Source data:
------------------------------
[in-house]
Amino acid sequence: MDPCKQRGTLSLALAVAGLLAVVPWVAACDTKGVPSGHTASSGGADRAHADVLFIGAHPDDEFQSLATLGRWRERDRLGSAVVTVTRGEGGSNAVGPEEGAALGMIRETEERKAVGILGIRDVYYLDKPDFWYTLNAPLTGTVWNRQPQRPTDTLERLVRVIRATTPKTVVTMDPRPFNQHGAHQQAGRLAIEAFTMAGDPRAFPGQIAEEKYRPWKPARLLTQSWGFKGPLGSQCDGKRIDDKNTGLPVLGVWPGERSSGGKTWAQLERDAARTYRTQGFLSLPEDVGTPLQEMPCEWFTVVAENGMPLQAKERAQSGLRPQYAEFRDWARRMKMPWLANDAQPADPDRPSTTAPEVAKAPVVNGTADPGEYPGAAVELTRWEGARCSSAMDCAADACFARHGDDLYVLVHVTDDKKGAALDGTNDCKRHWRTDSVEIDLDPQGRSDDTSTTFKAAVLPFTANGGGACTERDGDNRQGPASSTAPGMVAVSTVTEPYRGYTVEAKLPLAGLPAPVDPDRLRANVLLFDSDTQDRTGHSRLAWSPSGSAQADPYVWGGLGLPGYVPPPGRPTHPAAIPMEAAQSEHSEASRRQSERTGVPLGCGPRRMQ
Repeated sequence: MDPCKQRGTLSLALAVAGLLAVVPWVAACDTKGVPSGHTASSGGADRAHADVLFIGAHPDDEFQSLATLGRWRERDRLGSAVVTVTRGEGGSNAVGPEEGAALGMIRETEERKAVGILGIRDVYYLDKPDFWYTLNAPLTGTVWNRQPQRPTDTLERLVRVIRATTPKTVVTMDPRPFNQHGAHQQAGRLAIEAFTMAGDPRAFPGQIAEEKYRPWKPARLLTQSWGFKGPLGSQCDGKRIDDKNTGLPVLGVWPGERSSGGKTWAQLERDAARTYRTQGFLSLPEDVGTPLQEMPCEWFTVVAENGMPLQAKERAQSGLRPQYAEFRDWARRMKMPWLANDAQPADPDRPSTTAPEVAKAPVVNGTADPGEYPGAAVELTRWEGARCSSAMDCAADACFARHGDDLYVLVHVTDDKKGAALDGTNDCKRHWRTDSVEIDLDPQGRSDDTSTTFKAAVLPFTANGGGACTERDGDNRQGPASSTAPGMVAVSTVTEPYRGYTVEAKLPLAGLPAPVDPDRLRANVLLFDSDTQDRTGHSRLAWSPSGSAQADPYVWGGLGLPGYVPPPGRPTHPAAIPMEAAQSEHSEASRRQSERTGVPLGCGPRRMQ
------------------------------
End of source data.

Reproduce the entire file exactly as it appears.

[in-house]
Amino acid sequence: MDPCKQRGTLSLALAVAGLLAVVPWVAACDTKGVPSGHTASSGGADRAHADVLFIGAHPDDEFQSLATLGRWRERDRLGSAVVTVTRGEGGSNAVGPEEGAALGMIRETEERKAVGILGIRDVYYLDKPDFWYTLNAPLTGTVWNRQPQRPTDTLERLVRVIRATTPKTVVTMDPRPFNQHGAHQQAGRLAIEAFTMAGDPRAFPGQIAEEKYRPWKPARLLTQSWGFKGPLGSQCDGKRIDDKNTGLPVLGVWPGERSSGGKTWAQLERDAARTYRTQGFLSLPEDVGTPLQEMPCEWFTVVAENGMPLQAKERAQSGLRPQYAEFRDWARRMKMPWLANDAQPADPDRPSTTAPEVAKAPVVNGTADPGEYPGAAVELTRWEGARCSSAMDCAADACFARHGDDLYVLVHVTDDKKGAALDGTNDCKRHWRTDSVEIDLDPQGRSDDTSTTFKAAVLPFTANGGGACTERDGDNRQGPASSTAPGMVAVSTVTEPYRGYTVEAKLPLAGLPAPVDPDRLRANVLLFDSDTQDRTGHSRLAWSPSGSAQADPYVWGGLGLPGYVPPPGRPTHPAAIPMEAAQSEHSEASRRQSERTGVPLGCGPRRMQ
Repeated sequence: MDPCKQRGTLSLALAVAGLLAVVPWVAACDTKGVPSGHTASSGGADRAHADVLFIGAHPDDEFQSLATLGRWRERDRLGSAVVTVTRGEGGSNAVGPEEGAALGMIRETEERKAVGILGIRDVYYLDKPDFWYTLNAPLTGTVWNRQPQRPTDTLERLVRVIRATTPKTVVTMDPRPFNQHGAHQQAGRLAIEAFTMAGDPRAFPGQIAEEKYRPWKPARLLTQSWGFKGPLGSQCDGKRIDDKNTGLPVLGVWPGERSSGGKTWAQLERDAARTYRTQGFLSLPEDVGTPLQEMPCEWFTVVAENGMPLQAKERAQSGLRPQYAEFRDWARRMKMPWLANDAQPADPDRPSTTAPEVAKAPVVNGTADPGEYPGAAVELTRWEGARCSSAMDCAADACFARHGDDLYVLVHVTDDKKGAALDGTNDCKRHWRTDSVEIDLDPQGRSDDTSTTFKAAVLPFTANGGGACTERDGDNRQGPASSTAPGMVAVSTVTEPYRGYTVEAKLPLAGLPAPVDPDRLRANVLLFDSDTQDRTGHSRLAWSPSGSAQADPYVWGGLGLPGYVPPPGRPTHPAAIPMEAAQSEHSEASRRQSERTGVPLGCGPRRMQ